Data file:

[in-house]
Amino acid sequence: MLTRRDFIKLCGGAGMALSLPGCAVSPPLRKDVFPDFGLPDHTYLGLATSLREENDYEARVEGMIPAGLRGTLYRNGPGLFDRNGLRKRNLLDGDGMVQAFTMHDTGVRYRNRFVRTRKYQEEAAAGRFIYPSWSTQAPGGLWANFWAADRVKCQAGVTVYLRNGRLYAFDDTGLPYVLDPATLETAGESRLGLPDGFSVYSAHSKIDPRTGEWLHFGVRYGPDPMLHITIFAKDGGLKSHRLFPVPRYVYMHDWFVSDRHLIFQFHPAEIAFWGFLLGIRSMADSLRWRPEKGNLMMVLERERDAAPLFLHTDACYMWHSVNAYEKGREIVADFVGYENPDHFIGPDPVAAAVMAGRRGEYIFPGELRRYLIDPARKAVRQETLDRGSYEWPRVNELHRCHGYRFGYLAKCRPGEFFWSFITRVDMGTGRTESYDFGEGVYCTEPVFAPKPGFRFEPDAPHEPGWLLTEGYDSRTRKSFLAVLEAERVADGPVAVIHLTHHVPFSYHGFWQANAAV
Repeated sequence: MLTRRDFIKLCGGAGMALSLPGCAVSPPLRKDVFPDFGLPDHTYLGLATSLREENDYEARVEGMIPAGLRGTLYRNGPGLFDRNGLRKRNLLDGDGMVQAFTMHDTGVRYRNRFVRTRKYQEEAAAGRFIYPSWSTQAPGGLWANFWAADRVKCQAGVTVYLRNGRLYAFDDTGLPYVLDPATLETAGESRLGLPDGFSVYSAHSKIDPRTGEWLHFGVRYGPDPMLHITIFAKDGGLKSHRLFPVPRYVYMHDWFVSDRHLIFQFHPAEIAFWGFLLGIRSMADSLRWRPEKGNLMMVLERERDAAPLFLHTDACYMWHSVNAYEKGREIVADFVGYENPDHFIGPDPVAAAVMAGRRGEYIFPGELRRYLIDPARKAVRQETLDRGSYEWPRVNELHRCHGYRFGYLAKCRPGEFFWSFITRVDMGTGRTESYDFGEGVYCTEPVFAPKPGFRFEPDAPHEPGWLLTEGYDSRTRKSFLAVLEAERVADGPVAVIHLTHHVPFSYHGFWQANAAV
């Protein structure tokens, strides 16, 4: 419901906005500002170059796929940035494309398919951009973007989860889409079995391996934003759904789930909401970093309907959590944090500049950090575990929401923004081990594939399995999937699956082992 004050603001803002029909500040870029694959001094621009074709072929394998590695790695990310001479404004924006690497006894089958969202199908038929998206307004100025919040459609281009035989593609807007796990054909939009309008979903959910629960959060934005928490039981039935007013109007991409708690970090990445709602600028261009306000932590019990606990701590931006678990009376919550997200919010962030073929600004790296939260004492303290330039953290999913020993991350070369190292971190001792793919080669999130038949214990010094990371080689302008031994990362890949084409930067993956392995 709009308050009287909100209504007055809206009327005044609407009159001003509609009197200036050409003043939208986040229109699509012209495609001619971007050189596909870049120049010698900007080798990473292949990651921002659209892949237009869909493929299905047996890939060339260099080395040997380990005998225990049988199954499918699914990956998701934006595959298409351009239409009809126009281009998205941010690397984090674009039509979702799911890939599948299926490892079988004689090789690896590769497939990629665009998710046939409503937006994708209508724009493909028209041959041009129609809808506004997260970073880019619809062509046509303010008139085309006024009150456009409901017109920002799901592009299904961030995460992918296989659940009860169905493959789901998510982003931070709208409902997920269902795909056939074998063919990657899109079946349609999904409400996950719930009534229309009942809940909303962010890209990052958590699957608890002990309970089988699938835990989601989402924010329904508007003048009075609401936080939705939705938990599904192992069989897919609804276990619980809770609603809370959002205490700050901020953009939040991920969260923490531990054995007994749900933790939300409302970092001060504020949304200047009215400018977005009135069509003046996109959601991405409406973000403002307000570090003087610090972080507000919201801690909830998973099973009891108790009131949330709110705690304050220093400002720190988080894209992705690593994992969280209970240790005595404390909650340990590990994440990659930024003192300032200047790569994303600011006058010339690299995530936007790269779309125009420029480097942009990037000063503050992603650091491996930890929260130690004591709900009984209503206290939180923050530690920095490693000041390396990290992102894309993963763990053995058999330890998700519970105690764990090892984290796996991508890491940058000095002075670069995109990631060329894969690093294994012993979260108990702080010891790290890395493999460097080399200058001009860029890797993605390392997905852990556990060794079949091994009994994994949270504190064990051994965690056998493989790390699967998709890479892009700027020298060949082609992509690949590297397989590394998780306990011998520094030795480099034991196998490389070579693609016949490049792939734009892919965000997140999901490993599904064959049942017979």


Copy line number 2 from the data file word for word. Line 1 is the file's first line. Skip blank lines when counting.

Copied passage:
Amino acid sequence: MLTRRDFIKLCGGAGMALSLPGCAVSPPLRKDVFPDFGLPDHTYLGLATSLREENDYEARVEGMIPAGLRGTLYRNGPGLFDRNGLRKRNLLDGDGMVQAFTMHDTGVRYRNRFVRTRKYQEEAAAGRFIYPSWSTQAPGGLWANFWAADRVKCQAGVTVYLRNGRLYAFDDTGLPYVLDPATLETAGESRLGLPDGFSVYSAHSKIDPRTGEWLHFGVRYGPDPMLHITIFAKDGGLKSHRLFPVPRYVYMHDWFVSDRHLIFQFHPAEIAFWGFLLGIRSMADSLRWRPEKGNLMMVLERERDAAPLFLHTDACYMWHSVNAYEKGREIVADFVGYENPDHFIGPDPVAAAVMAGRRGEYIFPGELRRYLIDPARKAVRQETLDRGSYEWPRVNELHRCHGYRFGYLAKCRPGEFFWSFITRVDMGTGRTESYDFGEGVYCTEPVFAPKPGFRFEPDAPHEPGWLLTEGYDSRTRKSFLAVLEAERVADGPVAVIHLTHHVPFSYHGFWQANAAV